Apple CEO Tim Cook told BuzzFeed News following the iPad unveiling on Thursday that he was "very bullish" on the future of tablets, countering some reports that the outlook for tablets is not as positive as it was when the devices first began entering the market in force in 2010 with the release of the first iPad.
"At a macro level, we've sold more iPads through the first three years than we have sold iPhones," Cook said in response to a question about the subject from BuzzFeed News at a gathering following the iPad event. "There's ebbs and flows. I'm very bullish on the future of the tablet. You can see some things that we're doing with our work with IBM to get it deeper into the enterprise, and some other things we're working on I think bode very well for the future of it."
Earlier today, Cook unveiled a suite of new iPads that included a new, thinner and more powerful iPad called the iPad Air 2. Apple also unveiled an update to its smaller tablet, the iPad Mini, called the iPad Mini 3. All of the new tablets have Apple's "Retina" display, which is Apple parlance for a screen that is so high resolution that the human eye cannot discern individual pixels. The company today said it's sold 225 million iPads, since 2010.
According to IDC, at the end of the second quarter of 2014 Apple had a 26.9% market share. But the year-over-year growth for tablet shipments in Q2 of 2014 compared to 2014 was 11%. In August, IDC lowered its forecast for global tablet shipments, saying overall tablet shipments would only grow 6.5% this year compared to 2013. That's compared to its original forecast of 12.1% growth year-on-year of annual shipments. The same report also indicated that growth outside of North America was still present.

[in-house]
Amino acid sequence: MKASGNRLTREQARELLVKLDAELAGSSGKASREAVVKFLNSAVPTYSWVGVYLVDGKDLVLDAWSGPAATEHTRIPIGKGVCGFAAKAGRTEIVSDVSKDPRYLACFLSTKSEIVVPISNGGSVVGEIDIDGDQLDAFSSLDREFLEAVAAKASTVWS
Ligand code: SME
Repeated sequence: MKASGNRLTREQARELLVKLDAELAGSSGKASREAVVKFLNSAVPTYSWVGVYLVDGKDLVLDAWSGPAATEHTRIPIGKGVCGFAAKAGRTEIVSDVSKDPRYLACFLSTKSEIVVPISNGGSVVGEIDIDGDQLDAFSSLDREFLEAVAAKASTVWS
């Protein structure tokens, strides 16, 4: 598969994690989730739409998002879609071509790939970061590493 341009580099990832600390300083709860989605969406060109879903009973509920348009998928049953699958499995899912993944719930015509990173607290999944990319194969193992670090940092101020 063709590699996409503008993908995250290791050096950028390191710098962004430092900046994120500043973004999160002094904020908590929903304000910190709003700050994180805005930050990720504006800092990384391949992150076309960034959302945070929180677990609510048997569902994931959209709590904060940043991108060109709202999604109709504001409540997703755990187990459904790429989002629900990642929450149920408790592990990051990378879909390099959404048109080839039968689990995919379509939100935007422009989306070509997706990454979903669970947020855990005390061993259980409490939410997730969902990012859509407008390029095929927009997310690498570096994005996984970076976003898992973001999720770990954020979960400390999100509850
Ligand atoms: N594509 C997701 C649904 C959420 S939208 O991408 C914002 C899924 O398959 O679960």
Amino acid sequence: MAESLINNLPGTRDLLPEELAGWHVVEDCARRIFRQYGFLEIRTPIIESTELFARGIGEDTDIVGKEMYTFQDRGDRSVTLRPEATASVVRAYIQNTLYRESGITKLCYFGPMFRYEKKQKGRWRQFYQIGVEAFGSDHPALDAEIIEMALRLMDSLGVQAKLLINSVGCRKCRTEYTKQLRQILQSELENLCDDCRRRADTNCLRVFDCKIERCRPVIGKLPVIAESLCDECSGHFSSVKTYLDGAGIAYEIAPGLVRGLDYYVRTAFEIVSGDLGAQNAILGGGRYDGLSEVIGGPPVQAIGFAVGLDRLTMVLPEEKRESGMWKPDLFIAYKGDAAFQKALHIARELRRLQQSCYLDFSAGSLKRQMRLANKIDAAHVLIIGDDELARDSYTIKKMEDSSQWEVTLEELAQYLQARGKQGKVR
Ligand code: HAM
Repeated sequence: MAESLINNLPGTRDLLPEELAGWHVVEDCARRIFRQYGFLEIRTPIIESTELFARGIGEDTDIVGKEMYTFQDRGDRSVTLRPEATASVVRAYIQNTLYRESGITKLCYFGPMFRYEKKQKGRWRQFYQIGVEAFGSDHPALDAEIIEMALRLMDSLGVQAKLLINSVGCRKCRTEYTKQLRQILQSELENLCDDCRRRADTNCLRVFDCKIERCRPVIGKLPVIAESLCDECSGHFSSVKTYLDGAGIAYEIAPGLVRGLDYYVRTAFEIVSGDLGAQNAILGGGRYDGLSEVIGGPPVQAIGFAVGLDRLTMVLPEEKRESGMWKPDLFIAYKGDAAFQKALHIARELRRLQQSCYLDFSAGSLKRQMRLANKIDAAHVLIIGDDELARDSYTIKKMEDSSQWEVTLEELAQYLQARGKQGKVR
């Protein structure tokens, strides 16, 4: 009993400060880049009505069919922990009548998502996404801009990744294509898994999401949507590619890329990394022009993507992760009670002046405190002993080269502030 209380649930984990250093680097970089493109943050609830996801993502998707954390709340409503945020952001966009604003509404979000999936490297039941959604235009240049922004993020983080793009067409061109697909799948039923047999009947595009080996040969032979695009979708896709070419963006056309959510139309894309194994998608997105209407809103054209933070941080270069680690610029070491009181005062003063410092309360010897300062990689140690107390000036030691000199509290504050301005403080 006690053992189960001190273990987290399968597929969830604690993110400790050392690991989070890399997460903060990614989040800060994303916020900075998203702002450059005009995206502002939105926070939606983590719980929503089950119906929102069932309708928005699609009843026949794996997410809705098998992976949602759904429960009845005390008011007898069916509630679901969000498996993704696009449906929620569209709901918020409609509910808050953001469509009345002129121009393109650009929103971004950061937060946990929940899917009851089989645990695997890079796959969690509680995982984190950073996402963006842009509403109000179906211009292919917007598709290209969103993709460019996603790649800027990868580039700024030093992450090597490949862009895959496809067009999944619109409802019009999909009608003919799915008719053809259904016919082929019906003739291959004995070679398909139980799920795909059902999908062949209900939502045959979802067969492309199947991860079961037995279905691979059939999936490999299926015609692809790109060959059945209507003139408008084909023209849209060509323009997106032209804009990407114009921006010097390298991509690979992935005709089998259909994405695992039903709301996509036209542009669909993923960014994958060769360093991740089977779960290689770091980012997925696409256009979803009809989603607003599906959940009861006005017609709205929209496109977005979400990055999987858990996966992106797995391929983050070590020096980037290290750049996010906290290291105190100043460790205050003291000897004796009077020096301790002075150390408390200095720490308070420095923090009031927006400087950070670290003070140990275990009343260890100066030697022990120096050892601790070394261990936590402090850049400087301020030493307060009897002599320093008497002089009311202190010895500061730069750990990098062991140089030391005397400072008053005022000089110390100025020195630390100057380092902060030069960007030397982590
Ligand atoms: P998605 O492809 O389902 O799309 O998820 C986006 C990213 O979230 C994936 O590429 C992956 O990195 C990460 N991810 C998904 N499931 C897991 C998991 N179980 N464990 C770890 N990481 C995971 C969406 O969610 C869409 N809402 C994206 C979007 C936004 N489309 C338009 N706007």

But Apple's tablet growth may get a shot in the arm. The company said it was dropping the price of its original smaller iPad Mini to $249, and the new iPad Mini 3 is priced at $399.
Apple also signed a major partnership with IBM earlier this year that would greatly increase its footprint in large corporations. Such a deal can be a powerful tool for selling tablets like the new iPad Air 2 and even lower-priced ones like the iPad Mini. Many large companies are adopting tablets like iPads for work use, and Apple had already held a large presence preceding the IBM deal.
Still, Cook said he isn't necessarily focused on other tablets. "That doesn't mean that they bode well for the future of other tablets; I'm not focused on those, I'm focused on iPad," he told BuzzFeed News.
Matthew Lynley is a business reporter for BuzzFeed News in San Francisco. Lynley reports on Silicon Valley and the tech industry.
Contact Matthew Lynley at email@example.com.
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